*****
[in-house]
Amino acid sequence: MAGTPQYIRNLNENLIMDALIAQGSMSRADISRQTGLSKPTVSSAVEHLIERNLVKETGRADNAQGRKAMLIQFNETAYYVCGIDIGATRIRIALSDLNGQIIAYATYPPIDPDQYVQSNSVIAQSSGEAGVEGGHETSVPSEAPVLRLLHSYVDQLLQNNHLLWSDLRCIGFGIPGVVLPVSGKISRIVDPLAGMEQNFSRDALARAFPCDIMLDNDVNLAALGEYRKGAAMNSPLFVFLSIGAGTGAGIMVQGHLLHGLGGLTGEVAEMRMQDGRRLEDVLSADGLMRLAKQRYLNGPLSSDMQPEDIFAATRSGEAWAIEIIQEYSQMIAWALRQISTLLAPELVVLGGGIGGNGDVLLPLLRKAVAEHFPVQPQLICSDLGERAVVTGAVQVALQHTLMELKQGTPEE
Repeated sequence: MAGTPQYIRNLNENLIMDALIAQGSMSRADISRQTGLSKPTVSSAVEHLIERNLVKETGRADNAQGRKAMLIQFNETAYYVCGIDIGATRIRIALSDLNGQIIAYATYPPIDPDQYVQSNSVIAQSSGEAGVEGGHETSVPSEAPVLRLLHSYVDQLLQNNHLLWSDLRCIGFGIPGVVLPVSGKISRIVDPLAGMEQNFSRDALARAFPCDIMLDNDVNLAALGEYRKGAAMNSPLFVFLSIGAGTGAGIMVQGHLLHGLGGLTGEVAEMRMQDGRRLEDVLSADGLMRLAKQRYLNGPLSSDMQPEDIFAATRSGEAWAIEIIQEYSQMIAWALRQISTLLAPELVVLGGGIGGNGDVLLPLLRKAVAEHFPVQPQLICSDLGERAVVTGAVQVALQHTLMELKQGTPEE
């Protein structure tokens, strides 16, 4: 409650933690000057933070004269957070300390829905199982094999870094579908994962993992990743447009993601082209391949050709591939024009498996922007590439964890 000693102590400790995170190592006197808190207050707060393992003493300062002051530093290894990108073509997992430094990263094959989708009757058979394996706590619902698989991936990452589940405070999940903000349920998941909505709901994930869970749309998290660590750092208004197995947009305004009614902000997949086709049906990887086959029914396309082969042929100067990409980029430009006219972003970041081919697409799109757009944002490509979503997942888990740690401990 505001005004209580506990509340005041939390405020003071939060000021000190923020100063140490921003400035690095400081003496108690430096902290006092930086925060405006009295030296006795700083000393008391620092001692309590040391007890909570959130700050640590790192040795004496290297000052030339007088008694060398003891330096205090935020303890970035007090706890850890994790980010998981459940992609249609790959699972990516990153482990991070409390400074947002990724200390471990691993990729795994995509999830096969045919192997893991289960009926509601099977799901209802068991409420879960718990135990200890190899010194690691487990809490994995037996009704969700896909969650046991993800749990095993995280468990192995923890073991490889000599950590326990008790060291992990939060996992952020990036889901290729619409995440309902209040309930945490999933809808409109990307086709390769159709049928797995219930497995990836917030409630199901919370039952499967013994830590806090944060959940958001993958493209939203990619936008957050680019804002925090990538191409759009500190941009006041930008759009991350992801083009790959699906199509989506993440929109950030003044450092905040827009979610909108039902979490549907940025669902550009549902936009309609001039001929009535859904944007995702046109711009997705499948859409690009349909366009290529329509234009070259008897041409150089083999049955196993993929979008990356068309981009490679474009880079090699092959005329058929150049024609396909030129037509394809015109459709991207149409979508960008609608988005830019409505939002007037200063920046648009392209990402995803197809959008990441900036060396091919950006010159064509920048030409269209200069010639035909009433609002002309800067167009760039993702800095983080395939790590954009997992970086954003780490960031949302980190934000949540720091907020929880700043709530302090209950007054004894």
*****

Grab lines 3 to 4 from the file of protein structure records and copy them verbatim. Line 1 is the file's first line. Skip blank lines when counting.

Repeated sequence: MAGTPQYIRNLNENLIMDALIAQGSMSRADISRQTGLSKPTVSSAVEHLIERNLVKETGRADNAQGRKAMLIQFNETAYYVCGIDIGATRIRIALSDLNGQIIAYATYPPIDPDQYVQSNSVIAQSSGEAGVEGGHETSVPSEAPVLRLLHSYVDQLLQNNHLLWSDLRCIGFGIPGVVLPVSGKISRIVDPLAGMEQNFSRDALARAFPCDIMLDNDVNLAALGEYRKGAAMNSPLFVFLSIGAGTGAGIMVQGHLLHGLGGLTGEVAEMRMQDGRRLEDVLSADGLMRLAKQRYLNGPLSSDMQPEDIFAATRSGEAWAIEIIQEYSQMIAWALRQISTLLAPELVVLGGGIGGNGDVLLPLLRKAVAEHFPVQPQLICSDLGERAVVTGAVQVALQHTLMELKQGTPEE
């Protein structure tokens, strides 16, 4: 409650933690000057933070004269957070300390829905199982094999870094579908994962993992990743447009993601082209391949050709591939024009498996922007590439964890 000693102590400790995170190592006197808190207050707060393992003493300062002051530093290894990108073509997992430094990263094959989708009757058979394996706590619902698989991936990452589940405070999940903000349920998941909505709901994930869970749309998290660590750092208004197995947009305004009614902000997949086709049906990887086959029914396309082969042929100067990409980029430009006219972003970041081919697409799109757009944002490509979503997942888990740690401990 505001005004209580506990509340005041939390405020003071939060000021000190923020100063140490921003400035690095400081003496108690430096902290006092930086925060405006009295030296006795700083000393008391620092001692309590040391007890909570959130700050640590790192040795004496290297000052030339007088008694060398003891330096205090935020303890970035007090706890850890994790980010998981459940992609249609790959699972990516990153482990991070409390400074947002990724200390471990691993990729795994995509999830096969045919192997893991289960009926509601099977799901209802068991409420879960718990135990200890190899010194690691487990809490994995037996009704969700896909969650046991993800749990095993995280468990192995923890073991490889000599950590326990008790060291992990939060996992952020990036889901290729619409995440309902209040309930945490999933809808409109990307086709390769159709049928797995219930497995990836917030409630199901919370039952499967013994830590806090944060959940958001993958493209939203990619936008957050680019804002925090990538191409759009500190941009006041930008759009991350992801083009790959699906199509989506993440929109950030003044450092905040827009979610909108039902979490549907940025669902550009549902936009309609001039001929009535859904944007995702046109711009997705499948859409690009349909366009290529329509234009070259008897041409150089083999049955196993993929979008990356068309981009490679474009880079090699092959005329058929150049024609396909030129037509394809015109459709991207149409979508960008609608988005830019409505939002007037200063920046648009392209990402995803197809959008990441900036060396091919950006010159064509920048030409269209200069010639035909009433609002002309800067167009760039993702800095983080395939790590954009997992970086954003780490960031949302980190934000949540720091907020929880700043709530302090209950007054004894």